Schwartz also states that Ellis is strong positionally and does a great job tracking pucks. Where Ellis ends up in a few years might surprise people. He’s got NHL goaltender written all over him. The question is if Ellis’s true potential is more of a 1A/1B or a backup.
Acquired: 2016 Fifth-Round Pick (123rd Overall)
Wells might have been ranked the 10th-best North American goaltender in his draft year by NHL Central Scouting, but he’s emerged as one of the better goalies from his draft class.
The 19-year-old became the starting goalie of the Peterborough Petes and had a stellar year en route to the OHL Eastern Conference Final. Wells finished the year with the fifth-best save percentage among goalies with a minimal of 30 games in the OHL at .916.
Of all the goaltenders in the Oilers’ pipeline, Wells might have the highest upside. Along with another Oilers prospect, Stuart Skinner, Wells was invited to Team Canada’s 2018 World Junior development camp. If he can beat out Carter Hart (Philadelphia) and Michael DiPietro (Vancouver), he’ll be one of the goalies for Canada.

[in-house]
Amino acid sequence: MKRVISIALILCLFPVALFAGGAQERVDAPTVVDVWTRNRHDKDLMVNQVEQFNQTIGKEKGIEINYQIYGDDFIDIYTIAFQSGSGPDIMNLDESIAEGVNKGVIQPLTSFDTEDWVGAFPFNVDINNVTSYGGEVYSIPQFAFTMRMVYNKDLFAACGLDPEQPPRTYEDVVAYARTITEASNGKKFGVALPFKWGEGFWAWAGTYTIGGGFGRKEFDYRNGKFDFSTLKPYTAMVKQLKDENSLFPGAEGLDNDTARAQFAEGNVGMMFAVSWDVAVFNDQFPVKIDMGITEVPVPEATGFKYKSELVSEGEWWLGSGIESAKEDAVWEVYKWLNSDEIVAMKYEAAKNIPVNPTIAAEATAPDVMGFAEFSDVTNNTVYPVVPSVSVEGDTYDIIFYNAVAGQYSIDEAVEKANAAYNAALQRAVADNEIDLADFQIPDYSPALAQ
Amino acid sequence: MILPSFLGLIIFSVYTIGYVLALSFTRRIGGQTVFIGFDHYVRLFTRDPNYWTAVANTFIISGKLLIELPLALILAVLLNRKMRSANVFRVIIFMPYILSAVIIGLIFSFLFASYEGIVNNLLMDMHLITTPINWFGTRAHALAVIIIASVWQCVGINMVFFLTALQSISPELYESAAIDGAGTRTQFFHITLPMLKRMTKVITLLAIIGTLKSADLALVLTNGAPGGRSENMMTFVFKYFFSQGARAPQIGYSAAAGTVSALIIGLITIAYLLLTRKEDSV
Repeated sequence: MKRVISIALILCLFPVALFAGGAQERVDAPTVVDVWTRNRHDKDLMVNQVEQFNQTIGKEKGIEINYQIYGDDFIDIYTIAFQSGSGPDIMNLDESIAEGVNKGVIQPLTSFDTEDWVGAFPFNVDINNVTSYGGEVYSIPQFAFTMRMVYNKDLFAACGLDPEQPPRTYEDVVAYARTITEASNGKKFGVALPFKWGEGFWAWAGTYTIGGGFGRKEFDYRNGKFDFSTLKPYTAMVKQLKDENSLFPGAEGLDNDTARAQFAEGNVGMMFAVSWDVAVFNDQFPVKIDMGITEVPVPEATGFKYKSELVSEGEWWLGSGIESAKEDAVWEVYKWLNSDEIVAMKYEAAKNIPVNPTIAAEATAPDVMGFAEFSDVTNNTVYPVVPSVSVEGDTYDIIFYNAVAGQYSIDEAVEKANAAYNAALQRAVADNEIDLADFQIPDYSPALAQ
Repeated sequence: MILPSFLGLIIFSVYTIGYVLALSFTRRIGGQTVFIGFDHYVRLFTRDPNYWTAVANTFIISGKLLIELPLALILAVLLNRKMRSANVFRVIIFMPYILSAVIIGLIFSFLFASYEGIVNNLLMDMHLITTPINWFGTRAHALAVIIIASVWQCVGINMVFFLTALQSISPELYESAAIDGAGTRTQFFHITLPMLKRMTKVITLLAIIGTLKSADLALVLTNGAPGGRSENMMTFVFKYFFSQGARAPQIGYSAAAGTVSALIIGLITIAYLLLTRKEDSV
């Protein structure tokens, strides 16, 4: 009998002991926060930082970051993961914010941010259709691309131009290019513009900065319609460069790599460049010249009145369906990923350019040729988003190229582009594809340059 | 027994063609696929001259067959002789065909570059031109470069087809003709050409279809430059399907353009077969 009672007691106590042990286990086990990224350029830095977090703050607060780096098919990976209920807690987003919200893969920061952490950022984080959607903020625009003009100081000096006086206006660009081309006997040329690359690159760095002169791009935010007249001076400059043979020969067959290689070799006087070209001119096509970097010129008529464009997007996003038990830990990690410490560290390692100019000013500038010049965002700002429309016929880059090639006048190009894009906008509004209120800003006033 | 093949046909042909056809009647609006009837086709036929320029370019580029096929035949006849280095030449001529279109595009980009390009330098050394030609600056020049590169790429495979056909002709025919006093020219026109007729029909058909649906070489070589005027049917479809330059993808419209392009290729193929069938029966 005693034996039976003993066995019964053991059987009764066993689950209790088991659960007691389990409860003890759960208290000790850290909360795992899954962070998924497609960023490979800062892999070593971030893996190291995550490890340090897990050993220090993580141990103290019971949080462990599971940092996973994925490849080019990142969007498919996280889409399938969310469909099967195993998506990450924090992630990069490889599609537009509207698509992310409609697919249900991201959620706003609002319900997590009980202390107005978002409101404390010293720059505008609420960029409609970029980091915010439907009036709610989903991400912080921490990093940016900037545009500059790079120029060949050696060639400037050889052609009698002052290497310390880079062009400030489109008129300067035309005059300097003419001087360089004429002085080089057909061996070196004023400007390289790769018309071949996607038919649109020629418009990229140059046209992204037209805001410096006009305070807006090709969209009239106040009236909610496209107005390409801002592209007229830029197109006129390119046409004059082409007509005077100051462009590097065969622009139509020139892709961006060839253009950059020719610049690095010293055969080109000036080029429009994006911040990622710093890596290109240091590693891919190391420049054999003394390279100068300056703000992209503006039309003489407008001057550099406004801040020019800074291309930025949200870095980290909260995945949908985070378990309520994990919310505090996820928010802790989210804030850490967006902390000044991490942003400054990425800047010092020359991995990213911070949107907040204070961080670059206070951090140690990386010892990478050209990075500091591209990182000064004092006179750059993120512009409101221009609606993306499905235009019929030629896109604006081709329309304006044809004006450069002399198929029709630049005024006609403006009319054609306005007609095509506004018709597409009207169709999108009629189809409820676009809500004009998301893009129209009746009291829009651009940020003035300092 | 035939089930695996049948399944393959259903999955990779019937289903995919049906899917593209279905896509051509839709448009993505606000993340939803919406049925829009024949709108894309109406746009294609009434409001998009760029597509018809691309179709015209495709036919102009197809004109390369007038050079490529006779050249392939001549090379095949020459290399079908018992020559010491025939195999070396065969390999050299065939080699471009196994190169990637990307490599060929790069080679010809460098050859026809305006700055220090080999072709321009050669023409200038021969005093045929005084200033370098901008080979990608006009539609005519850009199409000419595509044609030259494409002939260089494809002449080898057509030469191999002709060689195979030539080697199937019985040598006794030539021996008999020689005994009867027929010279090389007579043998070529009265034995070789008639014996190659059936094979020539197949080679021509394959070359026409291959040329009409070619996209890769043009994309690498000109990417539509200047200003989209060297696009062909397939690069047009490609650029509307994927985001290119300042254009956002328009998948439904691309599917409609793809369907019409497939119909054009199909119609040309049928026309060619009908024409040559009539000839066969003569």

The Petes are also one of the stronger teams in the OHL. Between the two, Wells could potentially get a fair share of attention next season. Edmonton signed him to a three-year entry-level contract in May.
Acquired: Free-Agent Signing in April 2017
The Oilers signed Starrett out of Air Force Academy in April. The 22-year-old was passed over in the draft, but over the last two seasons has cemented himself as one of the better college goaltenders with Air Force Academy (NCAA).
In two seasons, Starrett has a 42-15-9 record, a 1.96 goals-against average, a .925 save percentage and nine shutouts in 70 games.
He’s been one of the best goalies in the NCAA during that time and his 6-foot-5, 180-pound frame helps. He’s currently battling for the backup job in Bakersfield, but will likely be headed to the ECHL’s Wichita Thunder.
The 22-year-old was named the NCAA (AHA) Goaltender of the Year and was a semifinalist for the Mike Richter Award as the nation’s best goaltender.